Politicians and scientists in Britain are concerned that people are deleting the official Covid-19 mobile phone app, or at least switching off its tracing function, to avoid having to self-isolate.
Just fewer than 620,000 people in England and Wales were "pinged" by the National Health Service Covid-19 app and told to isolate in the past week - a record, and up from around 530,000 the week before, official figures show.
Yet the recent rate of growth in app alerts has been slower than the increase in Covid-19 infections. That has stirred warnings that amid the growing furore about a "pingdemic" and its impact on key industries, more people are simply disabling a key part of the app that the government and health experts say is critical to halting the spread of the disease.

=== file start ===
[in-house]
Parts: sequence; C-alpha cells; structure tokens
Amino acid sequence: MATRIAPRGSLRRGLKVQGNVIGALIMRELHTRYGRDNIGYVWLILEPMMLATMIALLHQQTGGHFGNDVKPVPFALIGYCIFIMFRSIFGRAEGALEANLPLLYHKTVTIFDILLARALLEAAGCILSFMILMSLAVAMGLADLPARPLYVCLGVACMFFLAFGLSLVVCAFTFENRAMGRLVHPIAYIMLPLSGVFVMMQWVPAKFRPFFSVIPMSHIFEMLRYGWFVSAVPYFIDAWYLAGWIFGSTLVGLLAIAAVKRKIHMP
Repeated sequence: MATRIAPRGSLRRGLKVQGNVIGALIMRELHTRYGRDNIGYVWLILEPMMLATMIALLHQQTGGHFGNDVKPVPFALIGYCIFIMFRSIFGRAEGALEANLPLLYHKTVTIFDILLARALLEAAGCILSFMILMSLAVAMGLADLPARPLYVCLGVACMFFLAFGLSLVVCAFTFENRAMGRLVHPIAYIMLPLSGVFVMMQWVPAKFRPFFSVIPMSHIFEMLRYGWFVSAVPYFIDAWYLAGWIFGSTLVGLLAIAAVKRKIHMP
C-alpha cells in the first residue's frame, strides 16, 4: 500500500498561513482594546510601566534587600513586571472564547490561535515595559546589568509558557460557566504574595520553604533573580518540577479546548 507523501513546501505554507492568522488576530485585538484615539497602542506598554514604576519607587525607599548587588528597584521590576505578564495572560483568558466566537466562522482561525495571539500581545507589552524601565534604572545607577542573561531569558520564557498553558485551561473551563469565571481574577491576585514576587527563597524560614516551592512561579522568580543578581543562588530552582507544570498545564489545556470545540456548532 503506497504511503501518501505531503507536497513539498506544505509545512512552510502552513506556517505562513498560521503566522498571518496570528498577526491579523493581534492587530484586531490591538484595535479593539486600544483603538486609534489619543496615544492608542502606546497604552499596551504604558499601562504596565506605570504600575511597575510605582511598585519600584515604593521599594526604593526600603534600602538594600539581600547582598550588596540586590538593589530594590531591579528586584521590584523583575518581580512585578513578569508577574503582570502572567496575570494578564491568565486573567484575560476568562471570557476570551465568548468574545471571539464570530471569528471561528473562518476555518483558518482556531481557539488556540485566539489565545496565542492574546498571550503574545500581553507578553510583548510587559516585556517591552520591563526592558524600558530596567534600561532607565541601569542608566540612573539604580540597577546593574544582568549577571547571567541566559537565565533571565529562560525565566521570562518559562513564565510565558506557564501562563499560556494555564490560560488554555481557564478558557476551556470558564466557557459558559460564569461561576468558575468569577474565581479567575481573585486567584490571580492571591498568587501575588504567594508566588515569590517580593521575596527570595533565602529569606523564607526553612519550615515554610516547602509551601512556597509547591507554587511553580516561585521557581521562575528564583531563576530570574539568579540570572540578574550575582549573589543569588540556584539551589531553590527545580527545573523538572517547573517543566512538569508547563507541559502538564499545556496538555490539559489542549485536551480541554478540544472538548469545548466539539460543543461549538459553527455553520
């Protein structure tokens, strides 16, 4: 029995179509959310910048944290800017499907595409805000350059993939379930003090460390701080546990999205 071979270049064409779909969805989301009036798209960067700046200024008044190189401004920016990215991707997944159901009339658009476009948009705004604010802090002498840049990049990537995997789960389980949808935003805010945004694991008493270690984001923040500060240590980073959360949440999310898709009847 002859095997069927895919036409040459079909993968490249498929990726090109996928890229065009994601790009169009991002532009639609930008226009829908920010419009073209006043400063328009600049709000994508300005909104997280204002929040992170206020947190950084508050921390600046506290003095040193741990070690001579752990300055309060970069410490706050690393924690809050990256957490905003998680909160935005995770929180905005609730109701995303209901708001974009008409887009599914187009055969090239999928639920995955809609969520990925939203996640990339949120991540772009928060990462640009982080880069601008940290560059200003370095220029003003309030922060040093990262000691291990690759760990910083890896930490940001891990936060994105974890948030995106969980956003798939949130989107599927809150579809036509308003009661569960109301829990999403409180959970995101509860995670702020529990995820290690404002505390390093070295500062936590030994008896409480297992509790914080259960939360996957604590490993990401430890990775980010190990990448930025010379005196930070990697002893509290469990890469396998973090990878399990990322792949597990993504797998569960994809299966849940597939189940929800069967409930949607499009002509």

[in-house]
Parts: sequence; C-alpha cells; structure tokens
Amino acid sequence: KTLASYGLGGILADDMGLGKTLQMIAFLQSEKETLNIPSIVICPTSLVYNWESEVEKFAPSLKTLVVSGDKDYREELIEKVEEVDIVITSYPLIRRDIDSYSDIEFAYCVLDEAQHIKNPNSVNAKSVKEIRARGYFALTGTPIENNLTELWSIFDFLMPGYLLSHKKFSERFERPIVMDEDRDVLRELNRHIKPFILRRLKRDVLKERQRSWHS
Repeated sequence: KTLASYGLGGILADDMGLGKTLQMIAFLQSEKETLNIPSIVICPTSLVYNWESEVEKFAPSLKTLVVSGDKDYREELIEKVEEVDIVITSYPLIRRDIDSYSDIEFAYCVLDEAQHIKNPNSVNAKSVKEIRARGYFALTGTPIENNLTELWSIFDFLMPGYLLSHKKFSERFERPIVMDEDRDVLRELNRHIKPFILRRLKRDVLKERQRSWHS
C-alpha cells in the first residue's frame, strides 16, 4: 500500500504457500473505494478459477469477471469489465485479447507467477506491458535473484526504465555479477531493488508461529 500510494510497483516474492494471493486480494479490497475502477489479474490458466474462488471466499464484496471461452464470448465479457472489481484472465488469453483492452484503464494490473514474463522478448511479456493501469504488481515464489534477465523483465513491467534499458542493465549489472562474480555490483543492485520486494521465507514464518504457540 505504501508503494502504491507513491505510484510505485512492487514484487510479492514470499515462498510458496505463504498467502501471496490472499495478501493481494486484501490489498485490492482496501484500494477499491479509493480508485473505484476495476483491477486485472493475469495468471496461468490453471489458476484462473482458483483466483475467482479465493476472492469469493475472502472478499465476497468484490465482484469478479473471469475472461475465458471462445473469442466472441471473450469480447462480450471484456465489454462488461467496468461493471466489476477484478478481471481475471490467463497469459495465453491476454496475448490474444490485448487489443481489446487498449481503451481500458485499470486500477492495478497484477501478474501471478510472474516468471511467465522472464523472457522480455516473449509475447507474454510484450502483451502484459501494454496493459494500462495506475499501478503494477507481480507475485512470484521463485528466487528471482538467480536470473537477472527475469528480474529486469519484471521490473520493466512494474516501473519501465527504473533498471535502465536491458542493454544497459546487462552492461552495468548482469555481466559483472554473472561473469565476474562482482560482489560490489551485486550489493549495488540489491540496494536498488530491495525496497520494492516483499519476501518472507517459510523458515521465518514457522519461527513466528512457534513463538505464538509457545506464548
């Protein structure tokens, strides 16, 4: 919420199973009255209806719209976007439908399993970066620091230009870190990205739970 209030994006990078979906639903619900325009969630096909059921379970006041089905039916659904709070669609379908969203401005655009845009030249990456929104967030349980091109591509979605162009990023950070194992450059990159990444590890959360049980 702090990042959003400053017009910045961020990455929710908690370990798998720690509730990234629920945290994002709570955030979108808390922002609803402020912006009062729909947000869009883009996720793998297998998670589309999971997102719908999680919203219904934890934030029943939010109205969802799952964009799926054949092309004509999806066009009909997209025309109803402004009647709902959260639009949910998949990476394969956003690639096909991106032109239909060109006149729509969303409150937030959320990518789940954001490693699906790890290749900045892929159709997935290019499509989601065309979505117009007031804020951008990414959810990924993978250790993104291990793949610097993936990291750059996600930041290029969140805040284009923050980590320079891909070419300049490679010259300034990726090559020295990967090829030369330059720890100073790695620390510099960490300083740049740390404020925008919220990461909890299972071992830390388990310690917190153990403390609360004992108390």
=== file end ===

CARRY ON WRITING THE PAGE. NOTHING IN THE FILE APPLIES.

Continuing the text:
The fear is that public trust in the test, trace and isolate programme as a whole is eroding, just as virtually all pandemic rules were lifted in England this month.
"It isn't rocket science: If you're asking people to do something that's difficult for them, guess what - they're not going to do it," said Professor Henry Potts at University College London, who specialises in health data.
"Isolating is difficult, it's inconvenient - for some people it's very difficult." Prof Potts said surveys show an increase in the number of app deletions in the last few months, and that suggestions ministers were considering tweaking the app to make it less sensitive had been "unhelpful".